Similarly, I recall the deliberations of my parents when a matron had assaulted my brother with her fingernails. Even with the evident scarring on my brother’s back, my parents elected not to escalate the matter to the headmaster, in order to retain us in the school. The consequences of withdrawal, the infamous bantu education, was too dismal an idea to contemplate. In a democratic South Africa, parents do not, nor should they, accept such a false choice.

Another principle that was confirmed in the Pridwin case mentioned at the start of this article, was that the horizontal application of the Bill of Rights binds independent schools. The majority in that judgement held that, ‘Section 8(2) makes it expressly clear that the rights contained in the Bill of Rights can, depending on the nature of the rights and the duties imposed by it, be applied horizontally to bind private parties.

The child’s best interest must come first

The questions in this case primarily focused on the conduct of the school. However, the principle that the ‘Bill of Rights binds a natural… person’12 is also an accepted understanding of the law in South Africa. If this is the case, it can be argued that parents at independent schools are also obligated to conduct themselves in a manner that does not violate the protections contained in the Bill of Rights to the extent that the best interests of children must have primacy.

According to the Constitutional Court, ‘The right of children to have their best interests be of paramount importance in matters affecting them is a constitutional right enjoyed by every child in South Africa’. In other words, my contention is that when mishaps occur at schools, parents cannot only consider the interests of their child alone, but must also apprehend the best interests of the other child or children involved in any incident.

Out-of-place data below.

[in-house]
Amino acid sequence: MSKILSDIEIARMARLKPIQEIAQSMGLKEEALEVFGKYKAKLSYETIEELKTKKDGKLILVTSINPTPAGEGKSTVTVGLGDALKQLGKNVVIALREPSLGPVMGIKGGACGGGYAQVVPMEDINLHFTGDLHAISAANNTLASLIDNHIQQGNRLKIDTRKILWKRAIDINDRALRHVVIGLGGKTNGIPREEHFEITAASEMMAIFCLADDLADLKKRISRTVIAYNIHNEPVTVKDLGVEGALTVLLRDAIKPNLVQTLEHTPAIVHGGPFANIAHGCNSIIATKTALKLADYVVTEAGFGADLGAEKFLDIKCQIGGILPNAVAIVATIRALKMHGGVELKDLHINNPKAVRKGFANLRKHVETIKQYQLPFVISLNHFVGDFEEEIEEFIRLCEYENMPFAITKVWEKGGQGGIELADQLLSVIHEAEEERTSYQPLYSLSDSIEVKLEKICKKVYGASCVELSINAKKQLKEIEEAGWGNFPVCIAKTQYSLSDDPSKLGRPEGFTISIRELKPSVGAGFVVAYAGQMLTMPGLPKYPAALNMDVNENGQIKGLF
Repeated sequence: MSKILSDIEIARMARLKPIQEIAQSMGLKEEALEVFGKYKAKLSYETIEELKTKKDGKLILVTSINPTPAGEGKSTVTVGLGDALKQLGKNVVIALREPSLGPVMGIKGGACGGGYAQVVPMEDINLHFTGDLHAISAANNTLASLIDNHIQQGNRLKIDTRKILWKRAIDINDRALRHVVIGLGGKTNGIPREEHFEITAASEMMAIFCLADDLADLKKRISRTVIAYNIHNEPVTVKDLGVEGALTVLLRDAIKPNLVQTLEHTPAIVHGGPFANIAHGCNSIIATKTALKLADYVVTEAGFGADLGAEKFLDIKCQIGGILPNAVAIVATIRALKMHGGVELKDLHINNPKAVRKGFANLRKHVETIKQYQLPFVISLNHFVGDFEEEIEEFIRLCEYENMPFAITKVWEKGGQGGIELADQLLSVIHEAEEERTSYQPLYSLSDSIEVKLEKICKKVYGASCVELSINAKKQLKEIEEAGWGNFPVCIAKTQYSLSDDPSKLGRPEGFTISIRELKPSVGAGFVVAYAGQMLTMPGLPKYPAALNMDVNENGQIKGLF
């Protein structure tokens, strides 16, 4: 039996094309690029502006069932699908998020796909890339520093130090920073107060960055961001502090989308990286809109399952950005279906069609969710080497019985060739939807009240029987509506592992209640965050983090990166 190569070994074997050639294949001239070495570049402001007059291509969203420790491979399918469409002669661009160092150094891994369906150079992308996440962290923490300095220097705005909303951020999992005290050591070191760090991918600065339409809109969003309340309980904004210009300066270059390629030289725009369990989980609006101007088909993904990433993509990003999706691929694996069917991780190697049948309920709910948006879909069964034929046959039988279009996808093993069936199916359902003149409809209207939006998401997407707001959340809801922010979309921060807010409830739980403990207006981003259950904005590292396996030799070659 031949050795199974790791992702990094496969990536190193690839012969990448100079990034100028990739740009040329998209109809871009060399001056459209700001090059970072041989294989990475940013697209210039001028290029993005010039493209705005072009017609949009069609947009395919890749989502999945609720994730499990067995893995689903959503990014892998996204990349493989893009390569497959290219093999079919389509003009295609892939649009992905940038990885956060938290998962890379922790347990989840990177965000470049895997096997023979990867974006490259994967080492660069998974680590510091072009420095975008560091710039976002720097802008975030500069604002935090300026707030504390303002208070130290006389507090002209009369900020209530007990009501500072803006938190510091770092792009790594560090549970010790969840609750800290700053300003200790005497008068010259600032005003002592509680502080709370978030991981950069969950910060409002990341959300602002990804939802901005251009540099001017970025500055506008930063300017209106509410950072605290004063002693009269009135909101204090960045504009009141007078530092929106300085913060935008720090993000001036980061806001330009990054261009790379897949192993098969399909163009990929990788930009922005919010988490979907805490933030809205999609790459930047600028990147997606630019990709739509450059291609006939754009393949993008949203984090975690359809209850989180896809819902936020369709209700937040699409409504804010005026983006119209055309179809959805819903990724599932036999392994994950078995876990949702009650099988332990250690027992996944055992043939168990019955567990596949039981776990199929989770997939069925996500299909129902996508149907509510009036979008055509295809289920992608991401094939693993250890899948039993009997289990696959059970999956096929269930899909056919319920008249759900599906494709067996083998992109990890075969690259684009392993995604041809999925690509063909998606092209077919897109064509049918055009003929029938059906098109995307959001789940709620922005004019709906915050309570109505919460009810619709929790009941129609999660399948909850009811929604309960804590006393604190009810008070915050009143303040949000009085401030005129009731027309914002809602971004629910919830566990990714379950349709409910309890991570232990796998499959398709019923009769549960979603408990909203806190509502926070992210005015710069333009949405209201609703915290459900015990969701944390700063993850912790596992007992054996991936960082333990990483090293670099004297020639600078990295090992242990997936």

It takes a village to raise a child

Let us not abandon the African postulation that it takes a village to raise a child. Our Constitution advances this objective and it binds all adults, and I would argue, all parents in schools, to seek the best interest of every child in a school, not just their own.

I now return to Lawrence-Lightfoot’s second chapter ‘Natural Enemies’. She drew the name of this chapter from the work of Willard Waller who referred to teachers and parents as natural enemies. The polarity in perspective between these two stakeholders is that [p]arents necessarily speak from a position of intimacy, advocacy, and protection for their child. Teachers, on the other hand, have a ‘universalistic’ relationship with their students, which is more distant and dispassionate. They work hard to find a balance between responding to the needs and capacities of individual students and supporting the development of a classroom community in which children learn to be responsible and accountable to the group.

The roles of these two parties by necessity raises periodic tensions. That is why Lawrence-Lightfoot begins this chapter by quoting a teacher who in this ethnographic study requests that in parent-teacher interactions, there should be a ‘querencia’. This term is mostly used in bullfighting, to identify the space where the bull feels safe from the attacks of the matador. Lawrence-Lightfoot’s teacher subject pleads that there needs to be ‘a corner in the arena whereby mutual agreement we will not tread… The idea is that – despite the inevitable discomforts and conflicts – we should all emerge whole.’

Regrettably, for many South African parents, their experience of school is that of an institution which, by design, has alienated them. It is therefore unsurprising that we have observed this contusion from parents when they respond to discriminatory infractions. Conversely, ISASA is hearing reports of increasing fear from teachers regarding their interactions with parents. These postures of mutual suspicion do not serve students well. It is therefore vital that in independent schools, we must soon identify our ‘querencias’.

Last year, South African independent schools began to deal with their reckoning of what it means to address the injustices of the past. Building more equitable and inclusive schools will require hard work from everyone. As we navigate this difficult journey, let us remain mindful of our duty to safeguard the best interests of all our children.